View Full Version : ILM, energy conserving shader

06-04-2009, 08:05 AM
interesting ILM shader,
energy conserving shader


06-04-2009, 09:12 AM
I'm not really sure how that's different than using a Delta shader, or just setting your diffuse value to be the inverse of your reflection, and using a completely HDR lighting environment? The trick is matching the exposure of the film camera, and using linear lighting, which LW only supports through very hack-y workflows.

06-04-2009, 10:08 AM
...from what i understood their shader makes the surface look good even if you decide to change the lighting setup
(e.g. from bright sun to dark night)

06-04-2009, 10:17 AM
Oh I see - MAGIC shaders ! :p

Energy conserving is.. energy conserving.. Diffuse+reflection=100% or less (your colour).

That article was a lot of.. hyperbole, with no other information other than 'energy conserving shaders' which... is not rocket science, it just requires and understanding of what you are doing! Or using Delta or Conductor if you don't :D

06-04-2009, 10:34 AM
yeah, still a neat thing though, it's just a matter of time before other apps get this as well.

...until then, i'll stick to the Delta team... :)

06-04-2009, 10:37 AM
If you want a simple explanation of energy conserving shaders, then just ask :) I'm no real expert, but I've been doing it, with ease, for quite a while now! :) Not having ILM's render farm means I don't use Delta :p

06-04-2009, 10:52 AM
i'd love that... :)
is it somewhat easy to explain?

06-04-2009, 12:29 PM
You can find energy conserving option in Modo.

06-04-2009, 04:04 PM
It's not too hard to explain. I will have a think, and maybe write a mini-tutorial.

06-04-2009, 04:13 PM
Why not just use any of the advanced node Materials? Aren't they all energy conserving?

06-04-2009, 04:34 PM
Slowness. they are all slower to render than normal nodes or surfaces - by A LOT!

06-04-2009, 04:40 PM
Slowness. they are all slower to render than normal nodes or surfaces - by A LOT!

Damn you and your render efficiencies! ;)

06-08-2009, 05:41 PM
For starters, yes... LWs material nodes are energy conserving. Nothing new or revolutionary with ILMs approach, appart from that they may be the first one to use it with a renderer that, by tradition, doesn't do raytracing as good as other renderers.

Secondly, energy concerving shaders WILL render slower than other shaders because the increased computation that is needed, especially with materials that have translucency or transparency. If you can't take the renderhit, work around it, or get a farm that is equal to the one over at ILM.

As a sidenote to rendertimes, when ILM was here to talk about the Pirates movies, they told us that their rendertimes easily went over 6 hours/frame and that it could be just a single character.... yes... they have insane number of rendernodes.


06-08-2009, 06:23 PM
...thank god for interpolated radiosity and baking :)

06-09-2009, 01:05 AM
Its unfair to compete ILM, its like David against Goliath.
They have the luxury of resources, in house development, freedom of innovation plus...plus...plus

Of course a single programmer often makes the difference, he can develop something cool but this cannot go on and on.

As far as such level of realism / computation power, ok, I have a fast network but in parallel to ILM, is like a ZX Spectrum. I cannot afford the extra rendering penalty.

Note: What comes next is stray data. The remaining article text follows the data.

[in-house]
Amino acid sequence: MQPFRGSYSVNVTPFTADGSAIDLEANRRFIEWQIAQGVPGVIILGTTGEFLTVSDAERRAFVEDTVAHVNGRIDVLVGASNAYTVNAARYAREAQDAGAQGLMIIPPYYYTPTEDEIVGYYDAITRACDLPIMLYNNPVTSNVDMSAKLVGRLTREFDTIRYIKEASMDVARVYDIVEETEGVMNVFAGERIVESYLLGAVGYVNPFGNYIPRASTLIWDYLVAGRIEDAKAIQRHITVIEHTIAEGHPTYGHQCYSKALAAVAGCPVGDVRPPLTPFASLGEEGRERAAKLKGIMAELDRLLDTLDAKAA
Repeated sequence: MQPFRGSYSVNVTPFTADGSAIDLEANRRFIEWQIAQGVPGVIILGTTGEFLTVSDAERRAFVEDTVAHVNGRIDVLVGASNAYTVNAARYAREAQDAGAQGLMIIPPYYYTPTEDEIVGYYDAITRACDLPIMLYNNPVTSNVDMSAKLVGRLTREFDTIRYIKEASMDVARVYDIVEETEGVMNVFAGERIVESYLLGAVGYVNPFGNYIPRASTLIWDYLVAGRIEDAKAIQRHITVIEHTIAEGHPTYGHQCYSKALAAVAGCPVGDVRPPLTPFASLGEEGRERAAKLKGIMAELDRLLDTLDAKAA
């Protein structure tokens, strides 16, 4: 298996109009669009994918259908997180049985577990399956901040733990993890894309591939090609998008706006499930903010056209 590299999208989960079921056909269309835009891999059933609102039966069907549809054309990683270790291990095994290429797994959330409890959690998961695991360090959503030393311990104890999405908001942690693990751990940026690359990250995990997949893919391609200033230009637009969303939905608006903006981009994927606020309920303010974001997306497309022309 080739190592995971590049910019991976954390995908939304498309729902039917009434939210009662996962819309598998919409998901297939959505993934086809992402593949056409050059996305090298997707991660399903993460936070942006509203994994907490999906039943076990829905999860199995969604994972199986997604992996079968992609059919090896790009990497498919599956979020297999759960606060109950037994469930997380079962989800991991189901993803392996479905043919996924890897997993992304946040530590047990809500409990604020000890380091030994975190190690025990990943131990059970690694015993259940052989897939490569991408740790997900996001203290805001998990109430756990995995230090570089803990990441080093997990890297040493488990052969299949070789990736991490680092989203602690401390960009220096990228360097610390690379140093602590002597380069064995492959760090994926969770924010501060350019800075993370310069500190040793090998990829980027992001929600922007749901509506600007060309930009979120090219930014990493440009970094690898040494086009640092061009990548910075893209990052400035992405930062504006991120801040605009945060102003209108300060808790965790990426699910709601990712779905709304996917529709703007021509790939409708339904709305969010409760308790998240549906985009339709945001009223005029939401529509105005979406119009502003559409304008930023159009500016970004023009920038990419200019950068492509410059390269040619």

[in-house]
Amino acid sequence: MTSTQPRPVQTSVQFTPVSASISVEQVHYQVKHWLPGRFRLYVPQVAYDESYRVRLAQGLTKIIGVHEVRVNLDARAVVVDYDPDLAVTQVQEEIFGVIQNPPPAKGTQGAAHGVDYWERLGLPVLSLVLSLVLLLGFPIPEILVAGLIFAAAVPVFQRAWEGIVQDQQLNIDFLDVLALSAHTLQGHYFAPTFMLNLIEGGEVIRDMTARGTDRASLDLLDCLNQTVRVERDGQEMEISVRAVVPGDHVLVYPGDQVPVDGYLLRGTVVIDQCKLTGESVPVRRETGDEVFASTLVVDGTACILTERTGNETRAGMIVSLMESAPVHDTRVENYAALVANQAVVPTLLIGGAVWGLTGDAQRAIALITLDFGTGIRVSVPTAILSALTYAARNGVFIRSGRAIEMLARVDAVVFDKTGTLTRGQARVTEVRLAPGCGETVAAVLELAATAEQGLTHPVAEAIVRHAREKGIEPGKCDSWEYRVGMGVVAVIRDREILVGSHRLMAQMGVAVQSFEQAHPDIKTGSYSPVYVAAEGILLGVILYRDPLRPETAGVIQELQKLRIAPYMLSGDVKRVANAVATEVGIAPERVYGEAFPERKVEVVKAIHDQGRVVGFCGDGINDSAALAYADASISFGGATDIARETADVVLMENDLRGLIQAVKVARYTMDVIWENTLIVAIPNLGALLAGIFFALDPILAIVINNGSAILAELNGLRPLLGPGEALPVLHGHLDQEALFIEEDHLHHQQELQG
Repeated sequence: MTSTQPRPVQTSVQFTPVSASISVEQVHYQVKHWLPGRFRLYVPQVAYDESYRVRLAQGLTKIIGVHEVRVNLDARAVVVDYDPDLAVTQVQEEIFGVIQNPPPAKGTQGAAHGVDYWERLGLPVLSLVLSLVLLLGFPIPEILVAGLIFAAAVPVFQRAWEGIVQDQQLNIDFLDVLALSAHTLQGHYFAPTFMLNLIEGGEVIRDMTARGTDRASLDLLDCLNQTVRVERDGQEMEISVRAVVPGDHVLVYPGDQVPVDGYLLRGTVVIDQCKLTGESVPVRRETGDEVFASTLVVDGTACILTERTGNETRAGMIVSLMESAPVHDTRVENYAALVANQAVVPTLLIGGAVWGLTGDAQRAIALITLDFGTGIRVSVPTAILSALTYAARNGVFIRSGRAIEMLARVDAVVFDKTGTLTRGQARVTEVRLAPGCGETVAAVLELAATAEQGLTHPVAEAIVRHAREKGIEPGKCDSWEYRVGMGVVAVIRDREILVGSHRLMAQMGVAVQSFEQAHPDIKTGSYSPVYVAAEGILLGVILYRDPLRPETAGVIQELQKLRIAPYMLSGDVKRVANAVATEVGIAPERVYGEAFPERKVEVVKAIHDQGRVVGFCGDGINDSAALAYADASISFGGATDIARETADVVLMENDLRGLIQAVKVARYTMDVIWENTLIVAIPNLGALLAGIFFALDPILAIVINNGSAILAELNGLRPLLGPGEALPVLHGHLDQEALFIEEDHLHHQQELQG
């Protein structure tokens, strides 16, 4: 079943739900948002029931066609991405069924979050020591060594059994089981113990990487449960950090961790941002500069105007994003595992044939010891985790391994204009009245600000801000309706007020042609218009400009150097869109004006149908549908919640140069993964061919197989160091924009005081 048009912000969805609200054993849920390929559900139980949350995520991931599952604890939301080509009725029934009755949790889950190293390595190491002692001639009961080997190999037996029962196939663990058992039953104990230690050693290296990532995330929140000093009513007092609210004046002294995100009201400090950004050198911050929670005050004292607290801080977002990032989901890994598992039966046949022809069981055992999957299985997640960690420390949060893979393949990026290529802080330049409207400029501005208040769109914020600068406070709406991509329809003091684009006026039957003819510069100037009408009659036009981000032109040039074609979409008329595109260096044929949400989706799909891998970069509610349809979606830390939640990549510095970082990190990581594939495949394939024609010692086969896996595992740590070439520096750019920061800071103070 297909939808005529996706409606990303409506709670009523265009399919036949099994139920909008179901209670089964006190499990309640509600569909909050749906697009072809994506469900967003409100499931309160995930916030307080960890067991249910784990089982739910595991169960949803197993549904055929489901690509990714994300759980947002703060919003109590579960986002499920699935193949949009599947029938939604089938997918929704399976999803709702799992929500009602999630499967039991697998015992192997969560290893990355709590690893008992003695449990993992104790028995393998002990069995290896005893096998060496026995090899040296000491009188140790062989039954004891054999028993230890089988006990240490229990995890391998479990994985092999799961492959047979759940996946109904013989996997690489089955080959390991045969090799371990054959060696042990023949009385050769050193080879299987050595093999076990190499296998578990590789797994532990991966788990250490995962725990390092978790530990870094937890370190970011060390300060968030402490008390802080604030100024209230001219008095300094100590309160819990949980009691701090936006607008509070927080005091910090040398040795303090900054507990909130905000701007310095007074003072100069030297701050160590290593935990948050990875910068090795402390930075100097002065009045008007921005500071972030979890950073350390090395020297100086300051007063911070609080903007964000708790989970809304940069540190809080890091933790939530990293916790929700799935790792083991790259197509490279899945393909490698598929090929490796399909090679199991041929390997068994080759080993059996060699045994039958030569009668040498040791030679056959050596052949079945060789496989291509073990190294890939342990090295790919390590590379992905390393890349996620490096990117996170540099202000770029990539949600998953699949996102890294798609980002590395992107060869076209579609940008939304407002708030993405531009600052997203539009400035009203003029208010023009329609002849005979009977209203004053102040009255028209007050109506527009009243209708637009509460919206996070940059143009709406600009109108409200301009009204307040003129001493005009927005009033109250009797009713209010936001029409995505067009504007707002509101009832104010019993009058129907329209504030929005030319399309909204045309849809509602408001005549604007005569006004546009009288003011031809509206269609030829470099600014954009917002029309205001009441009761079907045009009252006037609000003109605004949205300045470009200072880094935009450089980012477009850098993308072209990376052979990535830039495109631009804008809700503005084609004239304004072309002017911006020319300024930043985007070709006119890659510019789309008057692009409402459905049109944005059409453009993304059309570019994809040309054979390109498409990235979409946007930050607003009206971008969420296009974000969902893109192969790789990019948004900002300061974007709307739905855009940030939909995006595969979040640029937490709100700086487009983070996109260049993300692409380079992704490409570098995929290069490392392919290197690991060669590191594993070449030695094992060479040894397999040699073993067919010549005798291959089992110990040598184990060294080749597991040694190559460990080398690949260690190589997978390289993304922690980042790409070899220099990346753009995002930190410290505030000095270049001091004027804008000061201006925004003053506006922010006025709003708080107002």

06-10-2009, 11:28 PM
lol they spend all that time jerking themselves off in the article with a mediocre render of a robot that doesnt really look all that great. i see much better renders with standard mia shaders in MR. or basically any decent lighters output.

its just a press release to impress people who have no clue ;)

as far as energy concervation, it boils down to: light goes in = light goes out.

07-10-2009, 05:24 PM
interesting ILM shader,
energy conserving shader


Yes, I think it's indeed interesting. The mix of diffuse/specular shading (from IBL rigs) and ambience/reflections (from GI solutions) is very common these days. Why? because we can solve one aspect of illumination with one solution, and other aspect of illumination with another solution. For example, we can solve the irradiance component with a GI solution (ambience) and the radiance occlusion component with a IBL rig (diffused), and store then each component in independent buffers (this is possible in LW, too). The same thing happens with reflection and specular. But the balance between both solutions is commonly made by sight, since energy conserving shaders doesn't assume this new kind of lighting setup. So what it seems new in the ILM approach for their energy conserving shader is that it should apply a balance between the combined usage of ambience/reflections and diffuse/specular automatically. Thing that doesn't make a common energy conserving shader these days - though it's indeed possible in LW too, I think :)


07-10-2009, 07:24 PM
so, it is auto-adjustable textures so to speak? yes? http://forums.cgsociety.org/images/smilies/smile.gif

07-10-2009, 11:40 PM
We could say that, but it could be a bit more complex too, since this balance doesn't need to be 50%/50% for all cases. One might need to adjust the balance ratio according to the lighting setup, too.


P.D. Btw, are you stealing smilies from other forum? http://forums.cgsociety.org/images/smilies/grin.gif

07-10-2009, 11:51 PM
Lol... http://forums.cgsociety.org/images/smilies/smile.gif no, not at all... http://forums.cgsociety.org/images/smilies/arteest.gif

07-11-2009, 04:46 AM
Yeah I have just been having a play with SIBL and man those presets are working great, I love the shadow catching plane, it's working better than (if similar too) my solution :D

The only thing is yes, sometimes you have to hand-adjust the lighting and reflection levels, as it can sometimes be TOO much. Partly this is because there's no real 'exposure' tools for the camera (except post), so you're always going to have to fiddle with it.

07-11-2009, 05:57 PM
Tobian, would like to hear about your solution for shadowcatcher, too http://forums.cgsociety.org/images/smilies/smile.gif